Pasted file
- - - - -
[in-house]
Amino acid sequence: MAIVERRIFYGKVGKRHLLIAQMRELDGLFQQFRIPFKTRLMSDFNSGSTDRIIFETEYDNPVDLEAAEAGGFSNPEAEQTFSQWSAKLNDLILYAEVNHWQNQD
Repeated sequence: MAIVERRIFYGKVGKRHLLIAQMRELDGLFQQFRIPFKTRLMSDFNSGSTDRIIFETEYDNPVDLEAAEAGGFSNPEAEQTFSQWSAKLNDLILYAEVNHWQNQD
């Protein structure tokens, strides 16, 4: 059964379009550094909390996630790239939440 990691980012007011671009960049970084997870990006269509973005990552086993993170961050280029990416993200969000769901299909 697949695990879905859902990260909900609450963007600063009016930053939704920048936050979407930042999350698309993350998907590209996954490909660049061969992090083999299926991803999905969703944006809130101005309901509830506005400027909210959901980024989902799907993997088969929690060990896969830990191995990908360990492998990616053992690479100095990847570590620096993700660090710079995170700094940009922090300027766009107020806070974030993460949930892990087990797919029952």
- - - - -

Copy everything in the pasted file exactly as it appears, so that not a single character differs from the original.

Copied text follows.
[in-house]
Amino acid sequence: MAIVERRIFYGKVGKRHLLIAQMRELDGLFQQFRIPFKTRLMSDFNSGSTDRIIFETEYDNPVDLEAAEAGGFSNPEAEQTFSQWSAKLNDLILYAEVNHWQNQD
Repeated sequence: MAIVERRIFYGKVGKRHLLIAQMRELDGLFQQFRIPFKTRLMSDFNSGSTDRIIFETEYDNPVDLEAAEAGGFSNPEAEQTFSQWSAKLNDLILYAEVNHWQNQD
């Protein structure tokens, strides 16, 4: 059964379009550094909390996630790239939440 990691980012007011671009960049970084997870990006269509973005990552086993993170961050280029990416993200969000769901299909 697949695990879905859902990260909900609450963007600063009016930053939704920048936050979407930042999350698309993350998907590209996954490909660049061969992090083999299926991803999905969703944006809130101005309901509830506005400027909210959901980024989902799907993997088969929690060990896969830990191995990908360990492998990616053992690479100095990847570590620096993700660090710079995170700094940009922090300027766009107020806070974030993460949930892990087990797919029952």